All-Women Shortlists break all notions of fairness


I am against all women short lists (AWSL). I find them anachronistic.

Any positive discrimination on the one hand is negative discrimination on the other.

Evidence suggests that AWSL do not work in the long run. Research into the use of positive discrimination strategies in the work place suggests that these help to maintain perceptions that women and minorities are less effective.

I cannot understand how a leadership which espouses localism based on the objective of redistributing power from the centre to communities can then be profoundly centralist which it comes to letting Associations choose MPs.

Even if the outcome is one that we all support, I instinctively dislike the practice of manipulating a system in favour of any one chosen group. It gives a great deal of unchecked power to those who do the choosing, breaking all notions of fairness.

I believe it is important that Parliament reflects the society it represents. Dominance by any one sector of society would not be democratic. When I became Director of Candidates in 2001 my brief was to increase diversity in the Parliamentary Party; I was told that I should not resort to the accepted tools of the day – twinning, zipping, and above all AWSL. The assessment centre that Jo Silvester (Professor of Occupational Psychology) and I designed was based on best practice from the commercial world (where the “war for talent” is very real). We adopted a competency-based model which rated candidates according to their skills, measured against those that they would need to be a MP. We established these through a job analysis to identify the knowledge, skills, abilities and other attributes that are required to perform the role effectively. We believe that this was the first time that this had been done in a thorough and systematic way.

In 2002-3 we assessed 415 people of whom 106 went on to be PPCs. This gave us enough data to evaluate the system to see, firstly, if we were able to establish whether there was any difference in aptitude between men and women; and secondly, using the 106 PPCs performance in the 2005 general election, to see which skills were the most predictive of performance.

The results of the 415 candidates showed that there was no gender difference. Men and women possess equal competences for a political role. In fact men and women received equivalent ratings for competence even where stereotypical gender difference might have been expected, for example in areas such as leadership or relating to people. This was rigorous academic peer reviewed analysis which was published in the British Psychology Society’s Journal of Occupational Psychology in March 2007.

Evaluation of the 2005 General Election results showed that the results from the PAB (Parliamentary Assessment Board) could predict performance in a general election measured against proportion of votes gained and percentage swing. Skills that proved to be the most predictive were critical thinking ability (the ability to master, understand and deal with large quantities of potentially conflicting information) and communication skills (a capacity to communicate messages to a variety of audiences and contexts and the ability to listen and create opportunity).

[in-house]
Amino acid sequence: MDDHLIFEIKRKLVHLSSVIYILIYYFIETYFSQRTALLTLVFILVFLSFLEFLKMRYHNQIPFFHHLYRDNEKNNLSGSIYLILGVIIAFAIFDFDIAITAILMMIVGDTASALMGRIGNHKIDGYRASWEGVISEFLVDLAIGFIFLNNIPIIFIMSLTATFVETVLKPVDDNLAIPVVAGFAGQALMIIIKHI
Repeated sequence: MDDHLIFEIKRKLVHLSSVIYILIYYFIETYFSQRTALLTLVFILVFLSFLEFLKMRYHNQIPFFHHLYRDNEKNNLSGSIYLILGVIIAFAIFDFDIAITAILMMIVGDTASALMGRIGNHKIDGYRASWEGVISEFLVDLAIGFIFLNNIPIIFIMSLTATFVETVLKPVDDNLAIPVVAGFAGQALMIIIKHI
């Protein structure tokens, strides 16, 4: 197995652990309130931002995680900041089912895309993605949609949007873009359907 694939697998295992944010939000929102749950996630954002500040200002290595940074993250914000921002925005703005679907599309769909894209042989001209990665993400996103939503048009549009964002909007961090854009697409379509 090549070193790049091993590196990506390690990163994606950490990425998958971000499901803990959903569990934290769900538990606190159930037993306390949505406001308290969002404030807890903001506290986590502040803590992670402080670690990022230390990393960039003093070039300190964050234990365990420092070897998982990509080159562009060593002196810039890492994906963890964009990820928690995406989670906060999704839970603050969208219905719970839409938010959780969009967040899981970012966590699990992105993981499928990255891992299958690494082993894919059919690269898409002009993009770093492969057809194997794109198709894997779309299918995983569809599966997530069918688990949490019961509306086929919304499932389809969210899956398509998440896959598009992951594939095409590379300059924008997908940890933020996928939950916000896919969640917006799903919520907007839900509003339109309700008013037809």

This information could have been provided to the Associations. Party selectors in the Associations are not fools that have to be told what to do. Many of them have business and professional backgrounds who are familiar with a competency based approach. Ratings from the Assessment Board would have given them a head start as to who might be the best candidate for their locality. Moreover the fact that we know certain skills are associated with good performance raises more possibilities; for example candidates could be prepared better and skills could be developed.

The candidates department should be proud of that fact that more women are being selected as PPCs. The real problem is that there are not enough women presenting themselves to be candidates. But it is not the time, when Parliamentary probity is being questioned and the standards of political leadership in general are found wanting, to start manipulating a system to select people on their sex rather than on their ability. We need to raise standards not play number games.

Entrenched beliefs have to be challenged. One of them is the notion that men and women are going to come forward in equal numbers. This is a time when life styles choices are replacing sex and gender as the main drivers of societal roles as the sociologist Dr Catherine Hakim has shown us. Is the demand on women in the 20s, 30s and early 40s, a time when careers and family interests are at their most pressing, to add on all the expectations that the Party asks of its candidates? The Party with the Associations needs to look at their demands to see whether they are reasonable. Older candidates should be more encouraged. Parliament would be a good place for a second career for older people. If there is recognition of the skill set needed to be an MP then there should be greater acceptance of older candidates. People in the late 40s and early 50s are able and experienced but the culture of the selection process militates against them.

Jo Silvester and I have continued to research what constitutes good political performance. Our research is available to the Conservative Party. AWSLs are simply out of date.

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